The Minneapolis police officer behind the wheel of a squad car when it crashed into an innocent man's vehicle, killing the driver, is now charged with manslaughter and criminal vehicular homicide.
The Hennepin County Attorney's Office announced criminal charges against officer Brian Cummings Friday, alleging he was going as fast as 90 mph in a 25 mph zone before the July 6 crash.
The Minneapolis Police Department said Cummings had been pursuing a carjacking suspect that had fled a traffic stop. During the chase, the squad car slammed into a Jeep at the intersection of Lyndale Avenue and 41st Avenue North. The driver of the Jeep, 40-year-old Leneal Frazier, was killed in the impact.
Frazier was the uncle of Darnella Frazier, the teenager who filmed George Floyd's arrest and his death.
Cummings had serious but non-life-threatening injuries. A driver in a third vehicle, driving southbound at the time, was also involved in the wreck. Police did not indicate any injuries suffered by the Columbia Heights man.
“Police are supposed to protect and serve citizens, and to act in a manner consistent with their sworn oath to do so," said Hennepin County Attorney Mike Freeman in Friday's announcement. "Officer Cummings’ actions deviated from his oath and his negligence caused the death of Leneal Frazier."
Freeman also published a memo, insisting police pursuit policies "must be changed," citing numerous injuries and deaths suffered by innocent bystanders in recent years as a result of law enforcement chases.
"Officer Cummings should have discontinued the pursuit; but he did not," Freeman wrote in the memo. "The driver of the Kia Sportage was alleged to have committed non-violent offenses and was not alleged to have had a gun or other dangerous weapon."Freeman called Cummings' behavior "grossly negligent and inexcusable regardless of department policy."
Following the deadly crash, Mayor Jacob Frey said the city planned to review MPD's pursuit policy. Bring Me The News has reached out to the Minneapolis Police Department for comment.
Here's what the charges allege:
At 12:31 a.m. on July 6, Cummings saw a black Kia Sportage that matched the description of a stolen vehicle believed to be connected to other thefts. The officers tried to pull over that driver, but the Kia never stopped, and instead accelerated away.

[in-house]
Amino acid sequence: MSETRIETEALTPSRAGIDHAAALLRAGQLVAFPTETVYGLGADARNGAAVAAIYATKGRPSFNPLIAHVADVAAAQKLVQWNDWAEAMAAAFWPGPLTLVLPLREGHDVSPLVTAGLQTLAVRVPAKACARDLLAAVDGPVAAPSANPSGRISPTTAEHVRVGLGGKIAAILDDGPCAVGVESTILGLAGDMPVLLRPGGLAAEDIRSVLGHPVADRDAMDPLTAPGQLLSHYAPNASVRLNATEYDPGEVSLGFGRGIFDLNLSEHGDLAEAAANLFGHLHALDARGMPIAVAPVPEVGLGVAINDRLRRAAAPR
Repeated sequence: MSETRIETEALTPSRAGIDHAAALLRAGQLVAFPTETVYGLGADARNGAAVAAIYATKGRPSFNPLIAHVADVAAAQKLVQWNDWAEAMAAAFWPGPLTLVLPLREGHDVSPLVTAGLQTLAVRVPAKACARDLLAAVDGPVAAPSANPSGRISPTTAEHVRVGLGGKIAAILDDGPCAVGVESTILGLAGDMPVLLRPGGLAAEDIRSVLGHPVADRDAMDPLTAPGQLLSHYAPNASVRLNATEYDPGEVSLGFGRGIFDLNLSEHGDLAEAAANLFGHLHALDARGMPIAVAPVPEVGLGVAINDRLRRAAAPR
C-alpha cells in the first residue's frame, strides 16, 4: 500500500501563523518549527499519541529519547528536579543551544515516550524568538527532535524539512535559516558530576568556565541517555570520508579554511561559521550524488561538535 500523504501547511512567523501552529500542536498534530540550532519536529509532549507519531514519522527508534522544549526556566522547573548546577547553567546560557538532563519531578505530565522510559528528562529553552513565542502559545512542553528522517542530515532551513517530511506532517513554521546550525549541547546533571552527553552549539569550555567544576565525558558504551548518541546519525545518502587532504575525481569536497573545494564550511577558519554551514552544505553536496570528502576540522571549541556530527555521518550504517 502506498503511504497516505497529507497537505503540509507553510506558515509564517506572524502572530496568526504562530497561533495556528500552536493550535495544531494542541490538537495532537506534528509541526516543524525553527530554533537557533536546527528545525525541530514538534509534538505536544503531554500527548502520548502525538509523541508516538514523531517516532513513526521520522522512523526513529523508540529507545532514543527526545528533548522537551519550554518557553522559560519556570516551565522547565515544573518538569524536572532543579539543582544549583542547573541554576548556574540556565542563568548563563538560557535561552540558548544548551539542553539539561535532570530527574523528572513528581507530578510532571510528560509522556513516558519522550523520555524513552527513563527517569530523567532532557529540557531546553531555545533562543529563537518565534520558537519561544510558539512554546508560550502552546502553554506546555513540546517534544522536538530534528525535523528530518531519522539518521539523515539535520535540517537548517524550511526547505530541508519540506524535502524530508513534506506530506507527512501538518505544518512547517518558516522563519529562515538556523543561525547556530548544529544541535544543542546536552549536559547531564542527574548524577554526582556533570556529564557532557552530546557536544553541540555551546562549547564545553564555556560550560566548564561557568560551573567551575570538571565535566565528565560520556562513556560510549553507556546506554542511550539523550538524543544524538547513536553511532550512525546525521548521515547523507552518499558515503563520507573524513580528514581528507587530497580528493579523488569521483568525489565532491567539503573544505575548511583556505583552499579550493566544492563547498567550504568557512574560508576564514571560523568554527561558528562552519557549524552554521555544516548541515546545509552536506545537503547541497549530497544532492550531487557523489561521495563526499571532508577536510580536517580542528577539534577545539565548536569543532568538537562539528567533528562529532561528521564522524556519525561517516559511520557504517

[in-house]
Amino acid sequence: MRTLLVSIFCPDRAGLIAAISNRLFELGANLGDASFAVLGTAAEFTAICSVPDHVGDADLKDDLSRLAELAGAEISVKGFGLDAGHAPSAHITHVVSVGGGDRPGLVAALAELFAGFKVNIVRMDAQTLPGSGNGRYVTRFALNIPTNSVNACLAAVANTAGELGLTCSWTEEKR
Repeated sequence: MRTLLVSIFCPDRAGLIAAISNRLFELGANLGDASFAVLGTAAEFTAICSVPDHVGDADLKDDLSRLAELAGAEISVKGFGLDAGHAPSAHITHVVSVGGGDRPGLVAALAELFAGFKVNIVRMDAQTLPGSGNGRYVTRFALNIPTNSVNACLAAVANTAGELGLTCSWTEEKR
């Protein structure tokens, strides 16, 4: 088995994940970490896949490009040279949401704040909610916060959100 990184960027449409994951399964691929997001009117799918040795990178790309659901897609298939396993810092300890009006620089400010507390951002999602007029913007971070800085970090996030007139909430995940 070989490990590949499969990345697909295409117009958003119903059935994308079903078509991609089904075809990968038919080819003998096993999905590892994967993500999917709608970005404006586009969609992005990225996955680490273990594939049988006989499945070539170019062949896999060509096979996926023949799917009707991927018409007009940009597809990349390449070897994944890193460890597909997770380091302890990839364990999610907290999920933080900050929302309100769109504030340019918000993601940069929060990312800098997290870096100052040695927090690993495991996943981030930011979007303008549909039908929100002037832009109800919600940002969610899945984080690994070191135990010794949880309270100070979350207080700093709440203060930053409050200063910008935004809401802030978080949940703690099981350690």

Cummings, in a marked squad car, gave chase, with lights and sirens activated. The pursuit covered more than 20 blocks in north Minneapolis, cutting through residential neighborhoods. The vehicles were, at times, traveling at "extremely high speeds," sometimes approaching 100 mph.
Cummings followed the Kia through stop signs, red lights and intersections that had partially obstructed views, meaning it was difficult to see any approaching vehicles.
As Cummings approached the intersection of 41st Avenue North and Lyndale Avenue North, he was traveling northbound at about 90 mph — meaning he needed about 337 feet of clearance to stop in order to avoid a collision. The speed limit in this area is 25 mph.
The Kia blew through a red light at the intersection, narrowly missing Frazier's Jeep — which had entered the intersection on a green light. Then Cummings' squad car crashed into Frazier's vehicle, hitting the driver's side at approximately 78 mph.
The crash occurred near the middle of the intersection. Frazier had been traveling about 25 mph.
The accident reconstruction concluded: "This collision can be attributed to the Defendant for failure to operate his vehicle with due regard for the safety of other motorists."
Freeman is expected to discuss the charges further Friday.
KARE 11 was among the news outlets to obtain surveillance footage showing the crash. You can watch it here.
The department's pursuit policy at the time said officers should no longer give chase over minor offenses, stating a chase should only happen in connection with "a serious and violent felony or gross misdemeanor."